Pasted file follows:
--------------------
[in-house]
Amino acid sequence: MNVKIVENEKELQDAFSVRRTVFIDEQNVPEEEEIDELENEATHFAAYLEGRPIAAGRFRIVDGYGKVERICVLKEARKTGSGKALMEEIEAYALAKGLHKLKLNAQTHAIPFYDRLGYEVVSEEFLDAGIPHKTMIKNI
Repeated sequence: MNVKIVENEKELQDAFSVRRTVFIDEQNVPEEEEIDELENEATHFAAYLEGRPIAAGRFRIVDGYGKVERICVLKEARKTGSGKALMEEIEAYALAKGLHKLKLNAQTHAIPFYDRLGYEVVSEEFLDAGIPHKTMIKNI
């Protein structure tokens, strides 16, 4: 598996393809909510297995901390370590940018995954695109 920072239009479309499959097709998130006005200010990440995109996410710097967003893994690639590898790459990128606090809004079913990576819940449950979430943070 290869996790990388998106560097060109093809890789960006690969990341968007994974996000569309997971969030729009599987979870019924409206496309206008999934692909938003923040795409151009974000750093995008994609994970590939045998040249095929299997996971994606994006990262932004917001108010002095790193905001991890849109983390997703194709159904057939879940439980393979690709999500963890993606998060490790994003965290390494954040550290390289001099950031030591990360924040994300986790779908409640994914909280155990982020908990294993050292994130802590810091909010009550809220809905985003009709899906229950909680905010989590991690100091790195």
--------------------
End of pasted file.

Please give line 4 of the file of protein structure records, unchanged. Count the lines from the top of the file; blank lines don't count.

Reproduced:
């Protein structure tokens, strides 16, 4: 598996393809909510297995901390370590940018995954695109 920072239009479309499959097709998130006005200010990440995109996410710097967003893994690639590898790459990128606090809004079913990576819940449950979430943070 290869996790990388998106560097060109093809890789960006690969990341968007994974996000569309997971969030729009599987979870019924409206496309206008999934692909938003923040795409151009974000750093995008994609994970590939045998040249095929299997996971994606994006990262932004917001108010002095790193905001991890849109983390997703194709159904057939879940439980393979690709999500963890993606998060490790994003965290390494954040550290390289001099950031030591990360924040994300986790779908409640994914909280155990982020908990294993050292994130802590810091909010009550809220809905985003009709899906229950909680905010989590991690100091790195």